IBM Notes plugins are powerful little bits of code that can do a lot to enhance and customize your Notes desktops, but they can be a challenge to deploy in a secure yet efficient manner. Many companies lock down the end user’s Notes environment, and for good reason. Many a help desk call is the result of a user experimenting in their configuration files not really knowing what they are doing, resulting often in a non-functioning Notes client. So what are some best practices for deploying Notes plugins?
Keep it safe!
First and foremost, you must preserve the integrity and safety of your internal resources. A key to this is to never, under any circumstances, permit installation of any unsigned JAR files. To allow unsigned plugins to be installed is simply asking for trouble! You would not trust an unsigned SSL certificate, so why would you trust unsigned code?
Keep it consistent!
There are multiple methods that can be used to install plugins, each with different benefits and drawbacks, but it is best to have a single approved method. This way, your end users will not be as prone to go rogue and try installing something they found on the public Internet – no matter how cool it is - without going through appropriate approval channels.
Keep it simple!
The decision point of what and how plugins are installed should not be in the hands of the end user. There are way too many variables, and frankly the technical aspects of such decisions may be well beyond the scope of many users.
What to do?
- Utilize a widget catalog, which is a Notes database with all the Notes security and ACL controls available
- Enforce rules and policies to validate and control what is placed in the catalog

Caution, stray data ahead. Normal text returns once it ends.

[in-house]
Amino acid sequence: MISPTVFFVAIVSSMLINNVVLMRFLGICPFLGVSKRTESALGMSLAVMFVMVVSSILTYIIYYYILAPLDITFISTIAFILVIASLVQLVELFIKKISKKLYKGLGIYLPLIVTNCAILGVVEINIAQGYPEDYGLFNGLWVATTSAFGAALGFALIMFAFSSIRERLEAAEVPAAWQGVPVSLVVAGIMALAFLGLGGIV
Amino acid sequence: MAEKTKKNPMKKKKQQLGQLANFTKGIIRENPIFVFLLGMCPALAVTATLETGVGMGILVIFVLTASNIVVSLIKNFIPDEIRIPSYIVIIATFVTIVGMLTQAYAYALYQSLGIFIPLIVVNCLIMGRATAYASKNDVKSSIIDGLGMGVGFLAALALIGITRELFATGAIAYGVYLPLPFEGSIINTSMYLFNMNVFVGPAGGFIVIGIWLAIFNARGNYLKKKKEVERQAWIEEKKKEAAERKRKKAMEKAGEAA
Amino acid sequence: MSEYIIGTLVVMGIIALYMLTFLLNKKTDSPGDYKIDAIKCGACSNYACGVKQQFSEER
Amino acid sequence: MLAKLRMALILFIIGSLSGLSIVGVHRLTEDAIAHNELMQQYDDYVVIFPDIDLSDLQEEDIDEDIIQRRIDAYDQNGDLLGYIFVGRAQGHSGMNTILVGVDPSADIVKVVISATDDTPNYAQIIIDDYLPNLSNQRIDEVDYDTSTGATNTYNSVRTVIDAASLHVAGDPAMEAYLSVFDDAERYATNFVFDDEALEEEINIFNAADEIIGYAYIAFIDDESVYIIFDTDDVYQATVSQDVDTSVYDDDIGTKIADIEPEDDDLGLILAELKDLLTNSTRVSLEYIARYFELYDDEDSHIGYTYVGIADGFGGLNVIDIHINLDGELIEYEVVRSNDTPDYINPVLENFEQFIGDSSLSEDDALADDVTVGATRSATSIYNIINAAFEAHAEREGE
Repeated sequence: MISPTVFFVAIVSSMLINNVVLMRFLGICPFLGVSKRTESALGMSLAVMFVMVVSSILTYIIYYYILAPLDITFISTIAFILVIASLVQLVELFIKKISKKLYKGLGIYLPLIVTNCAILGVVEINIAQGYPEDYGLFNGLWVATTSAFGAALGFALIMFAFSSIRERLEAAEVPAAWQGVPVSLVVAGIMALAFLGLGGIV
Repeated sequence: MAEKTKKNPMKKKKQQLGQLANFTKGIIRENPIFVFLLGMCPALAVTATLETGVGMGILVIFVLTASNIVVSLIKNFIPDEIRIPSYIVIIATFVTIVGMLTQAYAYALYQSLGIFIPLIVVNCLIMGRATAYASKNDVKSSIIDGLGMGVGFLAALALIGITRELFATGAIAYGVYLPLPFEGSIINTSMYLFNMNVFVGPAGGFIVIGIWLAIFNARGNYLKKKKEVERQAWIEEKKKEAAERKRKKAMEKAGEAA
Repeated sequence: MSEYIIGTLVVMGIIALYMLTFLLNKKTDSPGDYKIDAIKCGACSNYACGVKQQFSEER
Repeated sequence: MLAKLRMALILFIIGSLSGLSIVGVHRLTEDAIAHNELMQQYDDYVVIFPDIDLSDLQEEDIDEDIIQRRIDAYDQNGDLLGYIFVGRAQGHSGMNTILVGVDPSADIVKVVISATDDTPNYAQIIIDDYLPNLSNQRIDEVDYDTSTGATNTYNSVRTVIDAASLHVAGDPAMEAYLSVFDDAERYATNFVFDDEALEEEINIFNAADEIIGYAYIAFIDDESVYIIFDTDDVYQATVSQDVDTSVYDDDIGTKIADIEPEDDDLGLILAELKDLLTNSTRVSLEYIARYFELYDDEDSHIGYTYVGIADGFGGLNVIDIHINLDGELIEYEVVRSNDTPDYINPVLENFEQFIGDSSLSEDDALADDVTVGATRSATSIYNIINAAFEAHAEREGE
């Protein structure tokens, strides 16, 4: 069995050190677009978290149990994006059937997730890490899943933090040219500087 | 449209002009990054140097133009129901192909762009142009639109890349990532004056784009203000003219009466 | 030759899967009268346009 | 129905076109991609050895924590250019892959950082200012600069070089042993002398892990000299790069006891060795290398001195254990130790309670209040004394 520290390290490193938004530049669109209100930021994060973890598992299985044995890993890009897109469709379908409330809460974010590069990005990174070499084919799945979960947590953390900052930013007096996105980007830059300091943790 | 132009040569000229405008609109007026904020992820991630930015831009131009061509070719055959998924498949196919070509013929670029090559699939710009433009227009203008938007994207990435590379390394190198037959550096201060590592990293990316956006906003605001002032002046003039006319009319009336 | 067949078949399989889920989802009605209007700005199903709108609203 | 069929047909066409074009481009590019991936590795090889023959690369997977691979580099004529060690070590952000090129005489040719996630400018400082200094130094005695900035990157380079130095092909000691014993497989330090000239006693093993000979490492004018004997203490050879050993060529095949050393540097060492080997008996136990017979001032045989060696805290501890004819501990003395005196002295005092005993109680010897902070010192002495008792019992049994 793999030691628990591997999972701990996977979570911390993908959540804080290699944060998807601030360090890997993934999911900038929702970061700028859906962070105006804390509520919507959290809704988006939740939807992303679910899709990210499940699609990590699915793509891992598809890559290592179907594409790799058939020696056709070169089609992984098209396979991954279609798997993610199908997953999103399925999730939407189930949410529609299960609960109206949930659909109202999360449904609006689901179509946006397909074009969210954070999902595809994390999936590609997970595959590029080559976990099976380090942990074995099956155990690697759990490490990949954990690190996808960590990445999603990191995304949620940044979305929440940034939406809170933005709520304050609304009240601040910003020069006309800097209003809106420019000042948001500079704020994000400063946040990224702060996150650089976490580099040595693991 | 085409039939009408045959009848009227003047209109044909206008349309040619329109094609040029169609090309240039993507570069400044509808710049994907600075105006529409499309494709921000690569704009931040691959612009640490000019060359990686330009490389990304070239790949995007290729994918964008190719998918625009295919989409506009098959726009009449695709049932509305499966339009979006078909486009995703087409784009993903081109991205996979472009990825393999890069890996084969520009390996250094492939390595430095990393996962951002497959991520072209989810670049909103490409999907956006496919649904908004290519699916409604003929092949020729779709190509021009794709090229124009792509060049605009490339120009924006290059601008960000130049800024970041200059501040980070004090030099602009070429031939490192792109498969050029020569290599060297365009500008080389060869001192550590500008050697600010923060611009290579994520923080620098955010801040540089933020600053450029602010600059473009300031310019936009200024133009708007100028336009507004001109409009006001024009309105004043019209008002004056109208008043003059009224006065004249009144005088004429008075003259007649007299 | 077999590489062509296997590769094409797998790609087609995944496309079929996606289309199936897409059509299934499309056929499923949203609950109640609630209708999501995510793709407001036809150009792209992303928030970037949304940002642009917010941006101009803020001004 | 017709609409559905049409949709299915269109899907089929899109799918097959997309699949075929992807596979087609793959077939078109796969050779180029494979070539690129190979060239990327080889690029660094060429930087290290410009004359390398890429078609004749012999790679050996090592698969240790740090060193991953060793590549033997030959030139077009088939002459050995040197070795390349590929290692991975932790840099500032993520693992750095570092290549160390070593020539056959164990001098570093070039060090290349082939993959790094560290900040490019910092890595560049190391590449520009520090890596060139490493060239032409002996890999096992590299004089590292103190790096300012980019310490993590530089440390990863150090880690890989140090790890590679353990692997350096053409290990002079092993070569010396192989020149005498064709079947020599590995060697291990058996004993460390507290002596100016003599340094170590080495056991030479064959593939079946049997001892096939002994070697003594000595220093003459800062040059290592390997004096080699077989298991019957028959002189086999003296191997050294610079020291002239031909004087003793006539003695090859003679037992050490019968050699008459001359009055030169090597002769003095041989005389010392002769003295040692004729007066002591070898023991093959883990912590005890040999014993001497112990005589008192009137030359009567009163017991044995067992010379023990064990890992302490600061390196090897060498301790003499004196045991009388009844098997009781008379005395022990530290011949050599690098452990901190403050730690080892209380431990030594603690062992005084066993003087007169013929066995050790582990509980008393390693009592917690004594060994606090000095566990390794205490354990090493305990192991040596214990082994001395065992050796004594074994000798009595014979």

- Lock down the Notes desktop sufficient to prevent end users from installing plugins via other methods
- Establish a communication avenue to alert users when a new plugin is available, or when an existing one is to be removed
- Enable a workstation inventory tool to validate appropriate plugins are installed and at correct version levels (Hint: this is a good idea for ALL software on the workstation)
The best thing would be to automate management of plugins. This can be accomplished with a product like BCC’s ClientGenie for example. Which can automate plugin deployment and removal and many of the other best practice tasks such as;
- The initial setup, lock-down and future changes of the Notes client configuration,
- Workstation inventory, and
- Manage Roaming and Mobile users,
- And much more.
This way, your end users are relieved of much of the technical burden and decision-making. Also, your Notes Admin can enforce the policy defined by your organization's Security Officer, and can ensure that all - and only - the appropriate plugins are installed. This may not guarantee zero calls to the help desk for a broken Notes client or that no malicious code will ever find it’s way into your environment, but it will go a long way to preventing both of these potential problems.
Interested in learning about ClientGenie?